- Discover the best flutes for beginners
- Learn how to choose the right flute for you
- Essential buyer’s tips are down at the bottom to help you make an informed choice
Recognized for its sweet and emotive sound, capacity to project, and versatility across a wide array of genres — the flute is one of the crown jewels of the woodwind family.
In this article, we introduce you to the best beginner transverse flutes for those who want to take their first steps.
What’s a “transverse flute” you ask? They are flutes that are held and played from a horizontal position (i.e. the side). This contrasts with say, a recorder, which is blown from a vertical (forward) position.
- For more info, check out our guide to flute vs recorder
- And our separate ultimate guide to all the 13 different types of flutes
What Are The Best Flutes For Beginners?
Overall, we deem the ‘Michael WFLM-25’ the best all-around flute for beginners. With its excellent price-to-performance ratio, it’s hard to fault it. For those on a tighter budget, look no further than the Benson BFT-1n.
With that out of the way, our contenders for the best flutes for beginners include:
- Michael WFLM-25 (Our Pick)
- Yamaha YF-222 (Runner Up)
- Benson BFT-1n (Best Budget Option)
- Eagle FL03N
- Michael WFLM35
- Pearl 765RBE1RB Quantz Series
- Eastman Winds Student Flute Model
Let’s dive into each of them in detail.
1. Michael WFLM-25 (Our Pick)
The Michael WFLM25 Transverse Flute guarantees versatility and even more musicality for flutists of all tastes. With an excellent standard of finish and construction, it's a combination of beauty and pristine sound pattern.
- Excellent quality
- Easy execution of highs and lows
For example, the Michael WFLM-25 is one of the best flute brands for beginners and an excellent choice for those who want quality at a reasonable price.
It has a fantastic finish and a very well-balanced timbre with high-quality tuning. The main features that make it easier for students to play are present in this model.
The sealed key system, the G offset alignment, and the mechanical E make it easy for the flutist to play the most difficult notes. In addition, it has Italian pads at the base of the keys that improve sealing and prevent humidity.
Although it is not a brand as well known as Yamaha, we can assure you that for around $300, you will be able to access an instrument that, for those who are just starting, fulfills its role perfectly.
We do recommend that once you begin to master the flute and always under the recommendation of your teacher, look for an intermediate or professional option.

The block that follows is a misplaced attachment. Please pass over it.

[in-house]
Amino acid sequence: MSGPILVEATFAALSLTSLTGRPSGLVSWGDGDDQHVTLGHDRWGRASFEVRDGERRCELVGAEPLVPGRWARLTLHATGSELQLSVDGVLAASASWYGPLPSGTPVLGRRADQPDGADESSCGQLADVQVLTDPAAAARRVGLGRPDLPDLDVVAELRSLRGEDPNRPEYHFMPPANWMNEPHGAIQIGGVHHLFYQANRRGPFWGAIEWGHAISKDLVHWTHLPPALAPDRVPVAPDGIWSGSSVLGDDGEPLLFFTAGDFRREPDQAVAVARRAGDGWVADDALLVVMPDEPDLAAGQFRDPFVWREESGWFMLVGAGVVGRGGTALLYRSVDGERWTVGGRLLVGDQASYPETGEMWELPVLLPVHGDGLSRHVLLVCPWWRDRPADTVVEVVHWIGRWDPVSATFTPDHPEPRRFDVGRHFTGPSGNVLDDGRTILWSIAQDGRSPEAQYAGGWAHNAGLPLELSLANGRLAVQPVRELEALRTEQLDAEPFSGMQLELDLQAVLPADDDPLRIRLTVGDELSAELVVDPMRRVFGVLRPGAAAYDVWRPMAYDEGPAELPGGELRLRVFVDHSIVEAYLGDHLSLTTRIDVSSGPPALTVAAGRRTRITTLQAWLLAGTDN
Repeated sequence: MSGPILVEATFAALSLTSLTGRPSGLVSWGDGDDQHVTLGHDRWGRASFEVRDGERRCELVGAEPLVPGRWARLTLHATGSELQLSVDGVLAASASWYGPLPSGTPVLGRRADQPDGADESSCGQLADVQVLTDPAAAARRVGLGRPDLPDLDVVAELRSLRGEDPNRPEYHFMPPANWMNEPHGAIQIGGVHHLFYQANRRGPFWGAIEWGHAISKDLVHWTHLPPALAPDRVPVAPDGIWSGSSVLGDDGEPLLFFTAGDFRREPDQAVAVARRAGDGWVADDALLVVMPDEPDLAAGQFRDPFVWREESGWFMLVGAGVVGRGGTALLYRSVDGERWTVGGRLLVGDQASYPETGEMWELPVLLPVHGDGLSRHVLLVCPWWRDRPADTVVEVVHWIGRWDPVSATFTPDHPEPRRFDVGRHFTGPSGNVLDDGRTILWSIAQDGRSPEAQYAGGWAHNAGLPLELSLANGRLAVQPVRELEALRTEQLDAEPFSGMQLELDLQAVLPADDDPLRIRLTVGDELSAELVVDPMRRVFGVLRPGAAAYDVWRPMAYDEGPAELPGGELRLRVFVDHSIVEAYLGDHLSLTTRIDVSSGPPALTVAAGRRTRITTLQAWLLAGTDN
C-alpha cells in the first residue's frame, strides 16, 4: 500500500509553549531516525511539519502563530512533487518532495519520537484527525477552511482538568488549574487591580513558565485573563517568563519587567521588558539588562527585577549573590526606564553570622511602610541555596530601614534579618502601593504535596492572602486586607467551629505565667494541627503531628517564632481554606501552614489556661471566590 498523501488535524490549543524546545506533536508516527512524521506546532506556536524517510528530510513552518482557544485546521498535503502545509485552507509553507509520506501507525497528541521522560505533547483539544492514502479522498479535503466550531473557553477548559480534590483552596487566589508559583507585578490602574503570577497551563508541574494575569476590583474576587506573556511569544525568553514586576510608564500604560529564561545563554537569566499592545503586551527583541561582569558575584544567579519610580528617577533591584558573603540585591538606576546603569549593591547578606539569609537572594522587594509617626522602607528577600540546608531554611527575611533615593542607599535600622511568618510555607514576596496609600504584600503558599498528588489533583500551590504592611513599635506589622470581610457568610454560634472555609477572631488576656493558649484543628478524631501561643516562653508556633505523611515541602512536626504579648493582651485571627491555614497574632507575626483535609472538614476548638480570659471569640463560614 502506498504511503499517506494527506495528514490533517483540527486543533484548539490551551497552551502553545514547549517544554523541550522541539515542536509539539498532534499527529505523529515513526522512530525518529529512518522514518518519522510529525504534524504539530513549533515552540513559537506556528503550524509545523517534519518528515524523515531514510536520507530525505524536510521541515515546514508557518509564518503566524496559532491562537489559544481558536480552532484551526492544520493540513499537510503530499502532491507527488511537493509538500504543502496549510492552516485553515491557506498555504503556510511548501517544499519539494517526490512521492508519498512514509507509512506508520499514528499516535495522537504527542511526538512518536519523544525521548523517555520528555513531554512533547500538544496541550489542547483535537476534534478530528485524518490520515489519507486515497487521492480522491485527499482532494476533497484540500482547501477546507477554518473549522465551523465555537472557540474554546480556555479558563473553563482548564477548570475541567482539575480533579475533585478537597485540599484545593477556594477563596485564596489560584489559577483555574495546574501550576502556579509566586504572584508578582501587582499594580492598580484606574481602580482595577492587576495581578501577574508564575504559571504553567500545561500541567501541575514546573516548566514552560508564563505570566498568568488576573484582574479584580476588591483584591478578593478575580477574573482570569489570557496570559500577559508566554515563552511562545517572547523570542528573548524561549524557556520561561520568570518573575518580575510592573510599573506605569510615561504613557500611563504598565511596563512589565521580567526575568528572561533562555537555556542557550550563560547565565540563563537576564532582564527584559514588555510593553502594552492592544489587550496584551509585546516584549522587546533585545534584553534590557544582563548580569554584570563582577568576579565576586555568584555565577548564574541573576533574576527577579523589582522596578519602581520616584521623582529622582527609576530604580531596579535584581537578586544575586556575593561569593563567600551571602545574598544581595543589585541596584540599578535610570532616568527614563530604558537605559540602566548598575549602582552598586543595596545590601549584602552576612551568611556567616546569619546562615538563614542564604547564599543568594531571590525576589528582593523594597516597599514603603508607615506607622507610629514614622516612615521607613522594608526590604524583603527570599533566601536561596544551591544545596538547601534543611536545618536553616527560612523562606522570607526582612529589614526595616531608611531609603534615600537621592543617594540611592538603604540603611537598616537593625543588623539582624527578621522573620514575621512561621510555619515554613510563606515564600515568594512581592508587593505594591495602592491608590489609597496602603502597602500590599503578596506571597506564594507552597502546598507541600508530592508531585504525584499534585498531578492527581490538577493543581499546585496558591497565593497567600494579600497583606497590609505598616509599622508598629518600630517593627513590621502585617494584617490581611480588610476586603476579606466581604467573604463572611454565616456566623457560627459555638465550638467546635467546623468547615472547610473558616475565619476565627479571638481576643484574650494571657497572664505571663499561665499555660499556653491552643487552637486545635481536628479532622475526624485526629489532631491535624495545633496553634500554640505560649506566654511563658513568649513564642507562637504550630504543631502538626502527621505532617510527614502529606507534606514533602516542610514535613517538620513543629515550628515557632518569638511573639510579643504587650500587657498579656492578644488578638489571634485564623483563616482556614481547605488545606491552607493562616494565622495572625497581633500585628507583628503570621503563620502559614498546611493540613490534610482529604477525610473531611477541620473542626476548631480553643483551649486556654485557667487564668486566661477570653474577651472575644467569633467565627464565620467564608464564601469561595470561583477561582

Until then, take advantage of this flute which is, without a doubt, a great opportunity!
2. Yamaha YFL-222 (Runner Up)
Taking its cue from Yamaha’s Professional Series flutes, the YFL-222 student concert flute is a well-crafted instrument designed to fit the needs of beginning players.
- Incredible tone
- Easy playability
- Comfortable offset G key system
The YFL-222 model is an excellent option for students looking for something more than a basic model, prioritizing the quality and durability of the instrument.
Despite not having the mechanical E, this transverse flute has precision in tuning and a higher quality sound than the most basic and inexpensive student flutes.
Its playability is advanced and makes for quick learning without great technical difficulties. With a nickel silver body, it has an offset G-key system and silver-plated keys and comes with a carrying case.
3. Benson BFT-1N (Best Budget Option)
The Nickel-plated BFT-1N Benson C Transverse Flute with stainless steel screws has a sound projection of excellent quality and surprising definition even for the most demanding flutists.
- Great for students
- Excellent durability and strength
- Pristine sound quality
Recommended primarily for students, the Benson BFT-1N traverse flute is constructed of quality materials that provide good durability and strength, and sound quality. It is worth noting that the sound is commensurate with its price!
We can’t expect a professional instrument for a value of just under $300, but we can expect a reliable and useful instrument for the first years of learning.
The key system of this instrument is Boehm with stainless steel screws that value each note and provide a differentiated sonority.